Featured Research

from universities, journals, and other organizations

Producing Natural Gas More Efficiently

Date:
November 15, 2006
Source:
Massachusetts Institute of Technology
Summary:
MIT engineers have developed a mathematical model that could help energy companies produce natural gas more efficiently and ensure a more reliable supply of this valuable fuel. The researchers are now collaborating with experts at Shell to apply the model to a natural gas production system in Malaysia.

MIT engineers have developed a mathematical model that could help energy companies produce natural gas more efficiently and ensure a more reliable supply of this valuable fuel.

The researchers are now collaborating with experts at Shell to apply the model to a natural gas production system in Malaysia.

Natural gas consumption is expected to increase dramatically in the coming decades. However, in the short term, demand for this clean-burning fuel is highly volatile. Because natural gas is difficult to transport and store, energy companies tend to produce it only when they have buyers lined up and transportation capacity available, generally under long-term contracts. As a result, they miss opportunities for short-term sales, and the overall availability of natural gas is reduced.

Natural gas companies would like to operate their production networks more efficiently and flexibly. But operators can be overwhelmed by the sheer number of choices to be made and obligations to be met under supply contracts with customers and facility- and production-sharing agreements with other companies.

According to Professor Paul I. Barton of the Department of Chemical Engineering, the only way for a company to optimize such a system-that is, to operate it so as to best meet all obligations, objectives and constraints-is to formulate it as a mathematical problem and solve it.

"If there were just one or two decisions to make, an engineer could do it," he said. "But when you've got 20 valves to set and 50 different constraints to satisfy, it's impossible for a person to see. Computer procedures can take all of that into account."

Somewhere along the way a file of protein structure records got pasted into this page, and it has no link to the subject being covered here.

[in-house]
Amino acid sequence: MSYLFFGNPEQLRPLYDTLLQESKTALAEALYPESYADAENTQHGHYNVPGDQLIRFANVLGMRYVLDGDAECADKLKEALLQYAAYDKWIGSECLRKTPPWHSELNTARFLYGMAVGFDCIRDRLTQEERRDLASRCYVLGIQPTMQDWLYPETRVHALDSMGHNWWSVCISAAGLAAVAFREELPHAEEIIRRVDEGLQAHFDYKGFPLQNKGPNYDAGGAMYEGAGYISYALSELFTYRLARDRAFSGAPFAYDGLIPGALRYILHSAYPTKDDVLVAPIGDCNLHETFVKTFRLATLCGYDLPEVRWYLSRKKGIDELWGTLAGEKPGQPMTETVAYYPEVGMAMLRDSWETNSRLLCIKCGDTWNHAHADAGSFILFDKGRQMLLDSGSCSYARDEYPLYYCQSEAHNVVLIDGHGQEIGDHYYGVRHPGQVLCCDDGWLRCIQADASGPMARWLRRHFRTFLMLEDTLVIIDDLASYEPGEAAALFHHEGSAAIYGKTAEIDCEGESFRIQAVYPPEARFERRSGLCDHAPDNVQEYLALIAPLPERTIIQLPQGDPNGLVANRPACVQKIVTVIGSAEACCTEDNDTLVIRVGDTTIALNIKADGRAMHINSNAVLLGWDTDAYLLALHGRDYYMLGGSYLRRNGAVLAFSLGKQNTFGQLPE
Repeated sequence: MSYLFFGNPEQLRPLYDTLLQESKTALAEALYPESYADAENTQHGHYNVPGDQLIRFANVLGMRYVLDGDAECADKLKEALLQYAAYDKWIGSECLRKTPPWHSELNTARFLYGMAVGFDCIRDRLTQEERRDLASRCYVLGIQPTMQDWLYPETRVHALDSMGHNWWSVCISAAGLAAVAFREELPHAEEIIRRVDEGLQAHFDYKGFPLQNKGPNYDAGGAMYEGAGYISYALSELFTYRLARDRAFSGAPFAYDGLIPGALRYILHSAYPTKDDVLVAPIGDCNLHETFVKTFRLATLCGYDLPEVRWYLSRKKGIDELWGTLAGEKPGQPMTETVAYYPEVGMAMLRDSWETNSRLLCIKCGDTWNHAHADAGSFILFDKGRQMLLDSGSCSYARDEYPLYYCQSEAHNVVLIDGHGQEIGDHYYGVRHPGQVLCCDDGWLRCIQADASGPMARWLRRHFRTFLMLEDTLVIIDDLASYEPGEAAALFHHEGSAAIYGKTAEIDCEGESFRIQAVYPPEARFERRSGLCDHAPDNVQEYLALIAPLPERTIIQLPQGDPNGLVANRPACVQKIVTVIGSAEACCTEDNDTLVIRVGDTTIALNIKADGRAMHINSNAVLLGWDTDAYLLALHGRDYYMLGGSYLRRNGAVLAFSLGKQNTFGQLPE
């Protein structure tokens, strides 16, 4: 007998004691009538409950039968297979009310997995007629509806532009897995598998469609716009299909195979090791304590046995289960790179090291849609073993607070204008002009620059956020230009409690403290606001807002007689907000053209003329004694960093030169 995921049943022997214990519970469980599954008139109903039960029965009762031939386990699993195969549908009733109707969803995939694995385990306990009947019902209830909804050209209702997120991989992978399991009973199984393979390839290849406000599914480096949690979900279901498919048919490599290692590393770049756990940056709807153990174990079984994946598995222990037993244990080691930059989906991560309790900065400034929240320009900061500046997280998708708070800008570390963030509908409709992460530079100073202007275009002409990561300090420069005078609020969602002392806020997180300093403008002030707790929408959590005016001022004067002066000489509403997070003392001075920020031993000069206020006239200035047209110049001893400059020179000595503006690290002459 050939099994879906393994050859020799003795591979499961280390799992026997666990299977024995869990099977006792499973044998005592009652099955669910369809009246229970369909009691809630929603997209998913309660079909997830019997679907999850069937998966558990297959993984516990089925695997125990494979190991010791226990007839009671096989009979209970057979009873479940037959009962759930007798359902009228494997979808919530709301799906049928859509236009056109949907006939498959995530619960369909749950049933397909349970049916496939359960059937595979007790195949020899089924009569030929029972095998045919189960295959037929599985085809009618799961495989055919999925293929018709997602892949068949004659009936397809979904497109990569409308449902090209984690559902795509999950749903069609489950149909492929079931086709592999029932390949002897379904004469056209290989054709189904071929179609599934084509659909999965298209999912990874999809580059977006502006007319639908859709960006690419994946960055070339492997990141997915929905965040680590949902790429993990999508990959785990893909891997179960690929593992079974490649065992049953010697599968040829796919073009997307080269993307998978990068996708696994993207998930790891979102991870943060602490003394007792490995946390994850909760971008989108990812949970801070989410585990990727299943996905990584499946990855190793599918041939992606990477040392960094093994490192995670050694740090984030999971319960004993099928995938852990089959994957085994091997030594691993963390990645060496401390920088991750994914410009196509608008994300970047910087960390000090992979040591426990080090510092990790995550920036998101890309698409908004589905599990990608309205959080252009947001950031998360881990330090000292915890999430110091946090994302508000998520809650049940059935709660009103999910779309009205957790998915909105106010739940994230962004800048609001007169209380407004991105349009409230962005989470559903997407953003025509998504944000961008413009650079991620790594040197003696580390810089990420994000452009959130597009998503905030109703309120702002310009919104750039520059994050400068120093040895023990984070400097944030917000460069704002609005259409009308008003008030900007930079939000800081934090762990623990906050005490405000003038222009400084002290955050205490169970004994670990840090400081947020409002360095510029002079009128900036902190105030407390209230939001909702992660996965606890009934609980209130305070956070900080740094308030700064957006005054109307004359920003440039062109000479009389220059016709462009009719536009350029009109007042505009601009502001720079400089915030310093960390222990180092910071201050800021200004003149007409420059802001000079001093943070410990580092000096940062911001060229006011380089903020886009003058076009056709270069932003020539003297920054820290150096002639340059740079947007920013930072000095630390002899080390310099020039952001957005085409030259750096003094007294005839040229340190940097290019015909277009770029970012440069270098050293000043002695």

Barton and chemical engineering graduate student Ajay Selot have spent the past two years developing a mathematical model to help guide operators' decisions one to three months in advance. The model focuses on the "upstream supply chain," that is, the system from the natural gas reservoirs to bulk consumers such as power plants, utility companies and liquefied natural gas plants.

While other models have focused on optimizing individual subsystems, the new MIT model encompasses the whole system. "Ideally, operators would like to make decisions based on information from the entire system," Selot said.

Based on fundamental physical principles, the researchers' model describes gas flow, pressure and composition inside every pipeline in the network. Equations describe how the flow properties change as the gas passes through each facility along the way. The equations interact so the model can track flows and how they mix throughout the system.

To be useful in the real world, the model must also incorporate-in mathematical terms-the rules from all contracts and agreements. For example, what fraction of production must be shared with other companies?

Operational constraints must also be included. How rapidly can gas be withdrawn from a given well? Further, the company must define its goals, such as maximizing production, minimizing total costs or scheduling facilities in a particular way.

The final challenge is to "solve the model" so that it defines the specific operating choices that will best satisfy the stated obligations, constraints and goals. Standard optimization techniques cannot handle such a large and complex model. Selot is therefore refining and extending standard techniques to solve that problem.